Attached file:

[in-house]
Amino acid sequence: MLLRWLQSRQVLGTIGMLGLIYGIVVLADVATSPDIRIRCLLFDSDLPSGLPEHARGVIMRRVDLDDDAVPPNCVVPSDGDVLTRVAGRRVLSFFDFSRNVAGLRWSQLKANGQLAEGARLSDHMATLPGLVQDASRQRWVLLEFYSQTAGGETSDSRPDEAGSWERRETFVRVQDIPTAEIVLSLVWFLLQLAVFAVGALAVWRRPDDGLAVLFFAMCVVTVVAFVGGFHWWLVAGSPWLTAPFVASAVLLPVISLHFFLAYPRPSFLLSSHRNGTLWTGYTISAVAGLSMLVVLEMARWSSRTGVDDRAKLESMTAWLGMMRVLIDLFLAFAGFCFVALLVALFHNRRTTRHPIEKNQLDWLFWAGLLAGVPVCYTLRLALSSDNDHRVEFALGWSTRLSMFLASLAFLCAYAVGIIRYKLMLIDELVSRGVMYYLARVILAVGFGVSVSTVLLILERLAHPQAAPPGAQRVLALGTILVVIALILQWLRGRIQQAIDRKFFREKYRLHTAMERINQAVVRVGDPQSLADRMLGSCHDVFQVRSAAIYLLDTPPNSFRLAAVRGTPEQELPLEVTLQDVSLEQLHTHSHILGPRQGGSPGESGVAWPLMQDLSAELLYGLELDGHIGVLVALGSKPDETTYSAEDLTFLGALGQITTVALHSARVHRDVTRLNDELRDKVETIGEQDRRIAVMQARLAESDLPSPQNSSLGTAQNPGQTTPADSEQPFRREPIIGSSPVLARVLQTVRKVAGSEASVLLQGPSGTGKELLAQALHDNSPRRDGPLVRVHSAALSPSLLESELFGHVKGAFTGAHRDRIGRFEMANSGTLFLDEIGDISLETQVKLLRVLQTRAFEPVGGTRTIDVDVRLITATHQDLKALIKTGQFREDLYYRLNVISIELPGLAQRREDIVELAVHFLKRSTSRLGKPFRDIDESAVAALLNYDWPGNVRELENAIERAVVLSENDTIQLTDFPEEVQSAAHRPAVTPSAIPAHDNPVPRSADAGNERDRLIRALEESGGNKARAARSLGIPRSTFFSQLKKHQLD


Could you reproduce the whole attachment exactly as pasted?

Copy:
[in-house]
Amino acid sequence: MLLRWLQSRQVLGTIGMLGLIYGIVVLADVATSPDIRIRCLLFDSDLPSGLPEHARGVIMRRVDLDDDAVPPNCVVPSDGDVLTRVAGRRVLSFFDFSRNVAGLRWSQLKANGQLAEGARLSDHMATLPGLVQDASRQRWVLLEFYSQTAGGETSDSRPDEAGSWERRETFVRVQDIPTAEIVLSLVWFLLQLAVFAVGALAVWRRPDDGLAVLFFAMCVVTVVAFVGGFHWWLVAGSPWLTAPFVASAVLLPVISLHFFLAYPRPSFLLSSHRNGTLWTGYTISAVAGLSMLVVLEMARWSSRTGVDDRAKLESMTAWLGMMRVLIDLFLAFAGFCFVALLVALFHNRRTTRHPIEKNQLDWLFWAGLLAGVPVCYTLRLALSSDNDHRVEFALGWSTRLSMFLASLAFLCAYAVGIIRYKLMLIDELVSRGVMYYLARVILAVGFGVSVSTVLLILERLAHPQAAPPGAQRVLALGTILVVIALILQWLRGRIQQAIDRKFFREKYRLHTAMERINQAVVRVGDPQSLADRMLGSCHDVFQVRSAAIYLLDTPPNSFRLAAVRGTPEQELPLEVTLQDVSLEQLHTHSHILGPRQGGSPGESGVAWPLMQDLSAELLYGLELDGHIGVLVALGSKPDETTYSAEDLTFLGALGQITTVALHSARVHRDVTRLNDELRDKVETIGEQDRRIAVMQARLAESDLPSPQNSSLGTAQNPGQTTPADSEQPFRREPIIGSSPVLARVLQTVRKVAGSEASVLLQGPSGTGKELLAQALHDNSPRRDGPLVRVHSAALSPSLLESELFGHVKGAFTGAHRDRIGRFEMANSGTLFLDEIGDISLETQVKLLRVLQTRAFEPVGGTRTIDVDVRLITATHQDLKALIKTGQFREDLYYRLNVISIELPGLAQRREDIVELAVHFLKRSTSRLGKPFRDIDESAVAALLNYDWPGNVRELENAIERAVVLSENDTIQLTDFPEEVQSAAHRPAVTPSAIPAHDNPVPRSADAGNERDRLIRALEESGGNKARAARSLGIPRSTFFSQLKKHQLD